After the War of 1812, a series of revolutionary changes emerged in society that would set off a chain of events that we’re still living with today. For the FIRST time in a very long time, man was liberated from the agenda of a king, the Bible was freed from the grasp of a national agenda, and religion escaped the grips of forced conversion.
The Second Great Awakening took place before, during, and just after the war, when the United States won its independence from a tyrannical monarchy a second time. During this time, the young republic began to accelerate the engines of capitalism as industrial revolution reshaped the landscape and many looked to the scriptures for religious truth and compelled them to leave behind the earlier reform movements in search for a more biblically-pure experience.
Christianity was freed to return to its original intent, an organization modeled after the first disciples with apostles and prophets at their head, with the Spirit as their guide, and with Christ – the one true King – at the helm and open to any who would join by their own free will. The organization: the Church of Jesus Christ of Latter-day Saints.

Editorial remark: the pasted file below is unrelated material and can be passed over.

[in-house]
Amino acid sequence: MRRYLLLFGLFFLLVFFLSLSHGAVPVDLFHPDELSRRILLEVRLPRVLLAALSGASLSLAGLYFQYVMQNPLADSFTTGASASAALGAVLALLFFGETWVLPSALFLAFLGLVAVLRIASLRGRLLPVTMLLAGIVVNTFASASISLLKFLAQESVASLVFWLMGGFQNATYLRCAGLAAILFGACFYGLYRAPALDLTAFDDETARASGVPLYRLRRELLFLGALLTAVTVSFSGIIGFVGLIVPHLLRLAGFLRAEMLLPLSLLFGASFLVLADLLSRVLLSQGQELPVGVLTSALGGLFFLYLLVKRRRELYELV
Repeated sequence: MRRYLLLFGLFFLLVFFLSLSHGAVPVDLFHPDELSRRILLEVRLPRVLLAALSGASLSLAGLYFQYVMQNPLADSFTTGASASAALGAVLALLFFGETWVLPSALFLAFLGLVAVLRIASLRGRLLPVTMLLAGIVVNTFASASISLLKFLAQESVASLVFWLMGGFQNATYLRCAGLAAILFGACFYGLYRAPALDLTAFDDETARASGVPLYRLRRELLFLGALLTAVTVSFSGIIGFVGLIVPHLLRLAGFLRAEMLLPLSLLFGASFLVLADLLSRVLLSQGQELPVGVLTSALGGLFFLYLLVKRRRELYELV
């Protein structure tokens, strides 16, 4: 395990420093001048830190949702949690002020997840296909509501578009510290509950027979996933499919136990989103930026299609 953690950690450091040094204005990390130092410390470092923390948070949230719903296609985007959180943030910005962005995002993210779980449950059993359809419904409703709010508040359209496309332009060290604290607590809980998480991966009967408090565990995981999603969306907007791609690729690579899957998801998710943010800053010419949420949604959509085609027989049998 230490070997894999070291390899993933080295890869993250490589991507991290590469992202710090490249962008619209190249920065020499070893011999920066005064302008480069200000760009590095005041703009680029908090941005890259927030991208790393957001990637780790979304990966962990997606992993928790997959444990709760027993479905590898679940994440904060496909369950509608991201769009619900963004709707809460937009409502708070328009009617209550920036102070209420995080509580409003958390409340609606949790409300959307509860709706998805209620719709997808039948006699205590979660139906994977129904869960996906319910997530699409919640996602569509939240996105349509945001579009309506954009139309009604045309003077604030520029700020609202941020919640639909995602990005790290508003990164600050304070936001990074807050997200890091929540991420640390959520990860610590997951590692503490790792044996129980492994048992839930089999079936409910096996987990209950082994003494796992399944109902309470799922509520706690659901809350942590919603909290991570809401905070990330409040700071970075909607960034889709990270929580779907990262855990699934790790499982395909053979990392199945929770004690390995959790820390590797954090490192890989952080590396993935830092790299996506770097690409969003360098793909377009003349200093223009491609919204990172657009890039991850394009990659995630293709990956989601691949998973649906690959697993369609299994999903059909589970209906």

Among the “restoration” movements of this period the Latter-day Saint’s unlikely founder initiated a faith movement – the Restoration of Christianity – that has spread throughout the world in less than two centuries, with over 16 million members, and having 70,000+ missionaries year after year going to all the world. These claims are definitely worth reconsidering.
Scott Thormaehlen received his Master’s in History in 2016 and taught U.S. History in the Lone Star College system in Houston, Texas and for Alvin Community College. His writings have appeared in Accuracy in Academia, the Journal of Multidisciplinary Studies at Sam Houston State University, LDS Living, Meridian Magazine, and East Texas History – a project by Sam Houston State University.